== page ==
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Posted 06 December 2006 - 08:26 PM

If you want real terror, check out Liopleurodon, Xiphactinus, and the other mosasaurs and pliosaurs.

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#7    evil_mika

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Posted 06 December 2006 - 08:49 PM

yikes!!  unsure.gif

eta: it's name sounds nerdy, tho.

Edited by evil_mika, 06 December 2006 - 08:52 PM.

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#8    The Carnivore

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Posted 09 December 2006 - 02:01 AM

That's not how ancient fish *MIGHT* have looked, it's how they did. That's a dunkleostes, and it's been known about for well over 10 years.

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#9    dantheman2435

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Posted 17 December 2006 - 04:27 AM

She's my favorite ancient fish. Always loved her armor.


#10    Jack_of_Blades

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Posted 22 December 2006 - 02:55 PM

This one has allways been may favorite


#11    Poetic Reven

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Posted 22 December 2006 - 03:31 PM

Never seen this one before, looks cool.

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#12    Hitchhiker

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Posted 27 December 2006 - 04:49 PM

Heh, I wouldnt want to meet him in a dark alley. Or in a bright one for that matter.

They have a live size replica of that beastie hanging from in the Early Vertebrate room at the Natural History Museum in NYC. An awesome site.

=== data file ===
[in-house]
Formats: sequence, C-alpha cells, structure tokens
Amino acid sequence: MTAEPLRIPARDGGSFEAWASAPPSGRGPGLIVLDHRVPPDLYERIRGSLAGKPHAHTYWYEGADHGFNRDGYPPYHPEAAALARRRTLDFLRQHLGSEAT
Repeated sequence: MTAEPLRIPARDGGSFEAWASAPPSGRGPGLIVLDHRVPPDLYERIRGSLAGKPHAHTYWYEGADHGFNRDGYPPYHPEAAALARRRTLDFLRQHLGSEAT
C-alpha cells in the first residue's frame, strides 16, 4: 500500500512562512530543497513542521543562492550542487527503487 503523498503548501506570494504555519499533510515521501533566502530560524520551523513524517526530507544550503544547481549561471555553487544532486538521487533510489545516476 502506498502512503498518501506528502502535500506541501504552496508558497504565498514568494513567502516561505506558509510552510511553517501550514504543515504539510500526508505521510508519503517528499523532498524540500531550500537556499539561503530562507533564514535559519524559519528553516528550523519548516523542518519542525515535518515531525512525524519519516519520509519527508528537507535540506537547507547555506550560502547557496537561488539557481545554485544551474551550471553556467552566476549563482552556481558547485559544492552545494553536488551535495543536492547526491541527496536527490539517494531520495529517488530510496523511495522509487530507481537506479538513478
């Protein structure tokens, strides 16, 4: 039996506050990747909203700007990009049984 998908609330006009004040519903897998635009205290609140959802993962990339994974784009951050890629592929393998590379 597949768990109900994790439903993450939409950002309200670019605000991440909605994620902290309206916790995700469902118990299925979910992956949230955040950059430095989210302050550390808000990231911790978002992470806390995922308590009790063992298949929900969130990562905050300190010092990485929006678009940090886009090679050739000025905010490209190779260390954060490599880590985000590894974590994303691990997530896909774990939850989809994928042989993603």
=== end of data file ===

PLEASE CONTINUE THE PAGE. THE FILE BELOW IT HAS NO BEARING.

#13    Luka the Rentboy

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Posted 27 December 2006 - 05:07 PM

Quote

If you want real terror, check out Liopleurodon, Xiphactinus, and the other mosasaurs and pliosaurs.


Liopleurodon is so overrated...

There was that Walking with Dinosaurs show and suddenly everyone's thinking Lipleurodon was 75 feet long... I've seen some say over 120 feet. Haha. >.< There were other more awesome pliosaurs but everyone's hooked on Liopleurodon, sort of like people's attachment to Tyrannosaurus. ;P

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#14    frogfish

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Posted 27 December 2006 - 10:58 PM

Quote

There were other more awesome pliosaurs but everyone's hooked on Liopleurodon, sort of like people's attachment to Tyrannosaurus

Other than the fact that Liopleurodon is the largest of the Pliosaurs, larger than Kronosaurus and Tylosaurus....

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#15    Luka the Rentboy

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Posted 29 December 2006 - 03:47 PM

Quote

Other than the fact that Liopleurodon is the largest of the Pliosaurs, larger than Kronosaurus and Tylosaurus....


Liopleurodon wasn't more than 7-10 m (23-33 feet) or so; though fragments of larger pliosaurs exist but are not complete enough to determine their origin as coming from larger subspecies of Liopleurodon or some unrelated pliosaur. The giant find from Mexico was not a Liopleurodon.